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THE MUSINGS OF A TRADITIONAL SOUTHERN DEMOCRAT

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Sid in his law office where he sits when meeting with clients. Observant eyes will notice the statuette of one of Sid's favorite Democrats.

Thursday, November 20, 2014

Immigration Has Republican Governors Seething and Facing Practical Challenges

From The New York Times:
 
BOCA RATON, Fla. — President Obama’s impending executive action on immigration is unleashing the fury of Republican governors who now control a clear majority of the nation’s statehouses — and not entirely for the reasons that partisans might expect.
 
The new legal protections that the president is poised to bestow on five million illegal immigrants Thursday will immediately thrust the issue back to the states, forcing dozens of governors who vigorously oppose the move to contemplate a raft of vexing new legal questions of their own, like whether to issue driver’s licenses or grant in-state college tuition to such people.
 
For Republican governors, the resentment is now as much operational as it is ideological.
 
The rapidly unfolding issue quickly overtook what was supposed to be a three-day victory lap here at a pink flamingo-colored resort where they have gathered for the annual meeting of the Republican Governors Association.
 
Instead of crowing about their electoral romp in the midterms, in which they captured 31 statehouses — the most since 1998 — the governors on Wednesday were bombarded by inquiries about how they would grapple with the practical and political repercussions of Mr. Obama’s action.
 
Many of them seethed visibly over the issue. Gov. Rick Perry of Texas accused the president of “sticking his finger into the eye of the American people” after an election that gave Republicans control over both houses of Congress.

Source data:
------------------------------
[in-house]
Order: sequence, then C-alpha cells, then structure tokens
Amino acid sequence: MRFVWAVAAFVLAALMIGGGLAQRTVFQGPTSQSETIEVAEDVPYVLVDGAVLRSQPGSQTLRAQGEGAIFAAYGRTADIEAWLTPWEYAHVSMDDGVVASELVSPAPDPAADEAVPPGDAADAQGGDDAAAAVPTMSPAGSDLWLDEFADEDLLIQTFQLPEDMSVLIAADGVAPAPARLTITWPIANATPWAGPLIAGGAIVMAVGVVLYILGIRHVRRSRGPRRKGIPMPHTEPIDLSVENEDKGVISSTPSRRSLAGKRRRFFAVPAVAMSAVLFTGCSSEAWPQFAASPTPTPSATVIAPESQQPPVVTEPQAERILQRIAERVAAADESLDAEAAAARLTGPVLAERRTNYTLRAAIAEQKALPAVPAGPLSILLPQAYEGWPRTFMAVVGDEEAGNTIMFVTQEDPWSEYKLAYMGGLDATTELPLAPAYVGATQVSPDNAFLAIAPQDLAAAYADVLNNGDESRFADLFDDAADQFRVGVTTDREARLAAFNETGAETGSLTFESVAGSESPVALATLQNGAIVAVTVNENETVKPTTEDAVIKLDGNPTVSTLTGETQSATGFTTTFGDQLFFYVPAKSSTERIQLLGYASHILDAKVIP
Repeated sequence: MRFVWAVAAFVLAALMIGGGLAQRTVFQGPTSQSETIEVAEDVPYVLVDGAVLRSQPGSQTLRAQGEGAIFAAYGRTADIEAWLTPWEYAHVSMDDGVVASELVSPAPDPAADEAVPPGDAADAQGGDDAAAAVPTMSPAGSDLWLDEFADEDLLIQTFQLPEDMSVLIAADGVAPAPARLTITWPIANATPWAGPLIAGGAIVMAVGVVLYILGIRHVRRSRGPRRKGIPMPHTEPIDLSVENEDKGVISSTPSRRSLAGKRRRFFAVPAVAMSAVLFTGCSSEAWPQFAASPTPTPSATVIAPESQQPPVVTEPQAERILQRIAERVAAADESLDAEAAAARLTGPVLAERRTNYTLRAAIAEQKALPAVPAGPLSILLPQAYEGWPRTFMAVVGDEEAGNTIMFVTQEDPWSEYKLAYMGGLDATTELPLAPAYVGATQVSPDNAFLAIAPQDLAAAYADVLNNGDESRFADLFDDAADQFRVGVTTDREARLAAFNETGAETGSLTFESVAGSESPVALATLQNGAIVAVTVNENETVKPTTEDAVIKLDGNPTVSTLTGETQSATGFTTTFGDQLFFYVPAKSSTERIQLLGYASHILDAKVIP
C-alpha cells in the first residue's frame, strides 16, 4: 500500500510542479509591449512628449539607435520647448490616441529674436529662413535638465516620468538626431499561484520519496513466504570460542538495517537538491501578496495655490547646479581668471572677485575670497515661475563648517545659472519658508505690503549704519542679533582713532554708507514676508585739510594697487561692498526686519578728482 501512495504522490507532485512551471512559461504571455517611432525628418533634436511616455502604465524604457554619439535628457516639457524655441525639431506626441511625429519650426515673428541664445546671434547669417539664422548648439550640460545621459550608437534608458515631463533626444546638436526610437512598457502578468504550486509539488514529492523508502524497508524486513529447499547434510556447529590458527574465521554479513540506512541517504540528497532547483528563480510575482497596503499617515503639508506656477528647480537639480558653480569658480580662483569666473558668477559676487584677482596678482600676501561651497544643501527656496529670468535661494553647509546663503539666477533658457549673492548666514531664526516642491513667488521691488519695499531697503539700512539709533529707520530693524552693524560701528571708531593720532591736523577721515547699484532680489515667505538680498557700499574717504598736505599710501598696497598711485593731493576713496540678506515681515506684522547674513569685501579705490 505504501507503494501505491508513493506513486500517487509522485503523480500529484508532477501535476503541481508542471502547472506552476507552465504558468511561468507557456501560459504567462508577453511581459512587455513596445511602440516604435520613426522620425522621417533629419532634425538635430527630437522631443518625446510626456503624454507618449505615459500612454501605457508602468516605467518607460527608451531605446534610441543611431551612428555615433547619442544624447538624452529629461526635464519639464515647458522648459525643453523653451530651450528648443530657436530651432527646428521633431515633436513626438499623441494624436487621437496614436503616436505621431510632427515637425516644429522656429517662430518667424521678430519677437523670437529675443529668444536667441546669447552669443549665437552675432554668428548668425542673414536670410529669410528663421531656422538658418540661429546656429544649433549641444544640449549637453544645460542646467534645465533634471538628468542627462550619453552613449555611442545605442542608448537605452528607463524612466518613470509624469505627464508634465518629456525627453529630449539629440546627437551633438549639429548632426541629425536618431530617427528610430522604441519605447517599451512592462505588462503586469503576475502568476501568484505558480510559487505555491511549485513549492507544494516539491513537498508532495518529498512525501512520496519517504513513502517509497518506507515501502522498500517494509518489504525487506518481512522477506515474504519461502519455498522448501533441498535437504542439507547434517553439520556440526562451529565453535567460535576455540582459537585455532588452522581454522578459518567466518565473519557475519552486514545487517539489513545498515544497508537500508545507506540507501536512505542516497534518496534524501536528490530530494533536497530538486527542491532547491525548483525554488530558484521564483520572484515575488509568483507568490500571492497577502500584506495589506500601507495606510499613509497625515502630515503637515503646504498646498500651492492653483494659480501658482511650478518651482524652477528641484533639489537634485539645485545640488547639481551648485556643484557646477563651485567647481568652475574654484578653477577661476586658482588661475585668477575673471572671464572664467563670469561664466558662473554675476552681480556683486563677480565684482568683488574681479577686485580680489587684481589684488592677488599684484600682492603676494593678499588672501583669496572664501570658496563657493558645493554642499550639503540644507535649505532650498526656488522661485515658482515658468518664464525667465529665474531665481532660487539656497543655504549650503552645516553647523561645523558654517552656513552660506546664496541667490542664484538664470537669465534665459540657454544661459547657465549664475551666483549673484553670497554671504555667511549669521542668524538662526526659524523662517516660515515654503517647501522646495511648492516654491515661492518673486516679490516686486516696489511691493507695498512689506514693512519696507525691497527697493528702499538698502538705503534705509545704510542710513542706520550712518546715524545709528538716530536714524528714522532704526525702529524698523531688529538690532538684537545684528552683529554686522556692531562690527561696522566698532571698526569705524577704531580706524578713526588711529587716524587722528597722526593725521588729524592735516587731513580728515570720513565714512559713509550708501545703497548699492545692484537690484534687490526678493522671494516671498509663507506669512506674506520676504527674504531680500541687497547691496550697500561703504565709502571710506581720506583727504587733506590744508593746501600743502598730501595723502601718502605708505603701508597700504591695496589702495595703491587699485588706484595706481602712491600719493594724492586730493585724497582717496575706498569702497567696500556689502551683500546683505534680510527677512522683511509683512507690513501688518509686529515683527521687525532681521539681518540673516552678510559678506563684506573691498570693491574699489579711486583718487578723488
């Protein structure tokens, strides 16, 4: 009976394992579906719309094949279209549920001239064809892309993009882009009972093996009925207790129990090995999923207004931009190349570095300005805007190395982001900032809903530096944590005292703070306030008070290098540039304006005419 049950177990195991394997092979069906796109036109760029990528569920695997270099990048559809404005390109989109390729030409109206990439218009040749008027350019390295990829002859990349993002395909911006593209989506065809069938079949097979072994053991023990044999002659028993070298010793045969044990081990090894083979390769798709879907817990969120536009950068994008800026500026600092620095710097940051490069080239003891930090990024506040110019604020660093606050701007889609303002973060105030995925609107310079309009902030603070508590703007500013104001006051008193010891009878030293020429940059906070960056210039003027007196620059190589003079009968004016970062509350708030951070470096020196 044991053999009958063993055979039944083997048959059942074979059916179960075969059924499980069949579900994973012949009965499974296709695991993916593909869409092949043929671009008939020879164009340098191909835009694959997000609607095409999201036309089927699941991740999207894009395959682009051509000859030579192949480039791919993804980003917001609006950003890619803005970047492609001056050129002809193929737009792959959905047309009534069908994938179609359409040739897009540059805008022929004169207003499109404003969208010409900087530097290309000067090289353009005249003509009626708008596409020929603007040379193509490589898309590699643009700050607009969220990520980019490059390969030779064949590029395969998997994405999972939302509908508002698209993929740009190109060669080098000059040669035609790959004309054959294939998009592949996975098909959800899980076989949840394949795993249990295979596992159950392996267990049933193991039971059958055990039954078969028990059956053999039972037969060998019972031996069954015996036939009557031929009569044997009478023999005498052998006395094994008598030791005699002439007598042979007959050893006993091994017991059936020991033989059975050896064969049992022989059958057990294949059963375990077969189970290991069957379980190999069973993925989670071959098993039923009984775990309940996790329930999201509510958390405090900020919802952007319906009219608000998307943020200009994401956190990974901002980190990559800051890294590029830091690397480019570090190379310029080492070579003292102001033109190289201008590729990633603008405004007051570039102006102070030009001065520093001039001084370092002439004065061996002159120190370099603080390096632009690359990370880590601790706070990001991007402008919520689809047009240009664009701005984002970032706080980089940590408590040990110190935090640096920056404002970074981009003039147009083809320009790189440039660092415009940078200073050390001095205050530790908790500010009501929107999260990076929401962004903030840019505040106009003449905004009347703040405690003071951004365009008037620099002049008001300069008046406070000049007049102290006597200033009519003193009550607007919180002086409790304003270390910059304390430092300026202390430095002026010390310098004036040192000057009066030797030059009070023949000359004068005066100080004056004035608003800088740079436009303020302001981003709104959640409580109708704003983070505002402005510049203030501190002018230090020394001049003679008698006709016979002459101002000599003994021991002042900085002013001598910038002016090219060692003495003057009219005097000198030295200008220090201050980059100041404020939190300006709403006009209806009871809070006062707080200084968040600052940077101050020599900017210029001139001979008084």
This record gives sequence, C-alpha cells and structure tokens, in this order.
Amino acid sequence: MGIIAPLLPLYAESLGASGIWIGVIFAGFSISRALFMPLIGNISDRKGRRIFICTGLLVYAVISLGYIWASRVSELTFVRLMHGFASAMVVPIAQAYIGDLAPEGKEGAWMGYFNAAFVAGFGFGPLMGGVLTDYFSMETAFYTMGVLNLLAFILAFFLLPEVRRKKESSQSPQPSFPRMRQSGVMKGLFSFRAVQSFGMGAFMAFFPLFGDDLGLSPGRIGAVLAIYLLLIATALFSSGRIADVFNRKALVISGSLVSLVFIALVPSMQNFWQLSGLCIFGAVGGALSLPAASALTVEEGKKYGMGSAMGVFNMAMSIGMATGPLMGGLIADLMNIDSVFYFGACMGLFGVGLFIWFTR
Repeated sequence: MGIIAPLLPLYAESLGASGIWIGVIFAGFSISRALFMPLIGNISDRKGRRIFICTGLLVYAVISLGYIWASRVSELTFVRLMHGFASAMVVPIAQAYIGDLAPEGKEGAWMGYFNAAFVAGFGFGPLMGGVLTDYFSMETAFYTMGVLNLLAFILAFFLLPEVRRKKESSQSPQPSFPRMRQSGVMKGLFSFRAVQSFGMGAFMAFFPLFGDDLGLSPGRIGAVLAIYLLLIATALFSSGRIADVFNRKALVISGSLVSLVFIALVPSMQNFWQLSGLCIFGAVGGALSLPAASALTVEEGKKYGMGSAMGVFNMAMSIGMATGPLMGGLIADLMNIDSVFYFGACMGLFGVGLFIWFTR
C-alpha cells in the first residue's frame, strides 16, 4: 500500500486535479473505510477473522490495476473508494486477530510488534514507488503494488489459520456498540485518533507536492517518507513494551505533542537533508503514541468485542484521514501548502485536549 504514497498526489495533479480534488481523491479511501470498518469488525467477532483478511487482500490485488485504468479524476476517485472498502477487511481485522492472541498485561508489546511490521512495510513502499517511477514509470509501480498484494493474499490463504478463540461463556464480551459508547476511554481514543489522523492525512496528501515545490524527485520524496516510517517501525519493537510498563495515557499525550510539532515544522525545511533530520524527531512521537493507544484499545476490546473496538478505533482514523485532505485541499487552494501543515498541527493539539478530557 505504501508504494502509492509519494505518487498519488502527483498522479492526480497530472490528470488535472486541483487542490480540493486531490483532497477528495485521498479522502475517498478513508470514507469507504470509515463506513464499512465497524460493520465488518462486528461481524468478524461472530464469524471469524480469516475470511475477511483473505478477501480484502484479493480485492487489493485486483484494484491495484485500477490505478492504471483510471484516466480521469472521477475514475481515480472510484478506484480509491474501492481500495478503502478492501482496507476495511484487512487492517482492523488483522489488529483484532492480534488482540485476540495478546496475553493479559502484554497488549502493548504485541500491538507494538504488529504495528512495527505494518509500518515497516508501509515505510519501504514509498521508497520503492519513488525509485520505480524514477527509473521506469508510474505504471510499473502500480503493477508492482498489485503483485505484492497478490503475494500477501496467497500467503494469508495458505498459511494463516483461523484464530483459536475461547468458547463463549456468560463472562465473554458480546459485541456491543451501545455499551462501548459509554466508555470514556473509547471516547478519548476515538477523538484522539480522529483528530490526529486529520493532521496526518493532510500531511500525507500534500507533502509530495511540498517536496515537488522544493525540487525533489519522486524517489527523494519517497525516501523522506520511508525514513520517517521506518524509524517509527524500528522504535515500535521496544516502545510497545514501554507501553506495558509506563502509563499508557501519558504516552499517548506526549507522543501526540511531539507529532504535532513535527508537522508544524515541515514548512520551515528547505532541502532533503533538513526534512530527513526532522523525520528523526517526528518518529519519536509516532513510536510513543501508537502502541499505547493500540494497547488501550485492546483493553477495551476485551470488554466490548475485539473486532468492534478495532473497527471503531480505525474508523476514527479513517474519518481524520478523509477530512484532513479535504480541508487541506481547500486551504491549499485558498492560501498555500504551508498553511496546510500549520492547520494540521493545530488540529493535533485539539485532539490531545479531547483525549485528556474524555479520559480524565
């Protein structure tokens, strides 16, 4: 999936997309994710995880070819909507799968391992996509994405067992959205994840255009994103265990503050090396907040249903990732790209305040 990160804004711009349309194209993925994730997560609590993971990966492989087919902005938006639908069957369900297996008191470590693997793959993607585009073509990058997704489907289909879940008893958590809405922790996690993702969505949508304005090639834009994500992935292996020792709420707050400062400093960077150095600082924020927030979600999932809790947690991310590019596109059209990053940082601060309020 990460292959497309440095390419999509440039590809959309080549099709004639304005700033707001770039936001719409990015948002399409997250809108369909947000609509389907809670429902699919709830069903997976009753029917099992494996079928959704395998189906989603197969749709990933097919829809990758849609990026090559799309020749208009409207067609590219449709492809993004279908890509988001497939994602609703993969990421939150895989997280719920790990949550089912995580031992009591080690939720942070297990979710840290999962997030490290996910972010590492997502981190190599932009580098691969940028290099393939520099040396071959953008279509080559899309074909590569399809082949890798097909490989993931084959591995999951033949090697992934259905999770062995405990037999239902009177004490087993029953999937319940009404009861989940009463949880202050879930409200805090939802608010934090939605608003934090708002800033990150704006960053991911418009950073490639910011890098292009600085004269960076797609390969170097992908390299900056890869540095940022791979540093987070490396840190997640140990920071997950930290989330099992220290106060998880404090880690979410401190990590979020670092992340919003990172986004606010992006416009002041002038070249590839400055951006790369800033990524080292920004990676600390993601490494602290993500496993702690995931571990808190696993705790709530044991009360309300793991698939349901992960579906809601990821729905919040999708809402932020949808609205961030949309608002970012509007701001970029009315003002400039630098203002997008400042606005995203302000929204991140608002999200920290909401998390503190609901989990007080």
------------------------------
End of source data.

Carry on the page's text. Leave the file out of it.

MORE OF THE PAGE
Several governors threatened legal action to block the measure. “I would go to the courts,” said Gov. Scott Walker of Wisconsin. “This is illegal.”
 
Mr. Perry called a lawsuit against the Obama administration “a very real possibility.”
 
But amid the promises of retaliation and obstruction, many of the governors began to confront the sheer complexity of the new legal landscape for millions of their residents.
 
Gov. Sam Brownback of Kansas said that his Republican-controlled State Legislature would never stomach the concept of issuing driver’s licenses to illegal immigrants, even after Mr. Obama had given them worker permits and shielded them from deportation.
 
“That would be very difficult in our state,” he said.
 
For some of the governors, the issue took on a strikingly personal dimension. Gov. Paul R. LePage of Maine recalled the difficulty that he and his wife had encountered obtaining a green card for the Jamaican teenager they have taken into their home.
 
“It took us nearly 11 years,” he said. “Why should everybody just get one tomorrow?”
 
Asked if he would embrace greater legal standing for immigrants in Maine, such as worker permits, after Mr. Obama issues his measure, Mr. LePage swatted away the idea as “unacceptable.”
 
He then added, “I am fighting it, not helping it.”
 
For those weighing a presidential run in 2016, responding to Mr. Obama’s action requires some nimbleness: They must appeal to those conservatives who loathe Mr. Obama’s unilateral move without alienating Latino voters who crave a path to citizenship for people in the country illegally.  
 
But here in Florida, before a crowd of devoted Republican donors and activists, the governors offered few of the compassionate overtures to Latino voters that have characterized their campaigns back at home or detailed alternatives to replace Mr. Obama’s action.
 
A number of those likely to run for president simply avoided offering direct or firm answers.
 
At one point, Gov. Bobby Jindal of Louisiana was asked if he supported deporting illegal immigrants. He demurred, saying that “we will deal with people here illegally compassionately and fairly” before calling for greater security at America’s borders, a message echoed by most of his colleagues.
 
As he has in the past, Gov. Chris Christie of New Jersey refused to specify a plan for dealing with illegal immigration, saying he would not articulate a plan until he had decided whether to run for president.
 
Going perhaps the furthest of any potential presidential candidate, Gov. John R. Kasich of Ohio, when pressed on citizenship for undocumented people, said, “I’m open to it, I will tell you that.”
He added, “We have to think about what’s going to bring about healing.”
 
Both Mr. Jindal and Gov. Mike Pence of Indiana suggested that Congress could use its budget authority to deprive the president of the money required to carry out his immigration action.
 
Mr. Pence, a former House member, encouraged Congress to “use the power of the purse to work the will of the American people.”
 
Normally restrained, Mr. Pence could barely contain his frustration.
 
“Every major change in the life of our nation has been done with the consent of our government,” he said. “I think it would be a profound mistake.”

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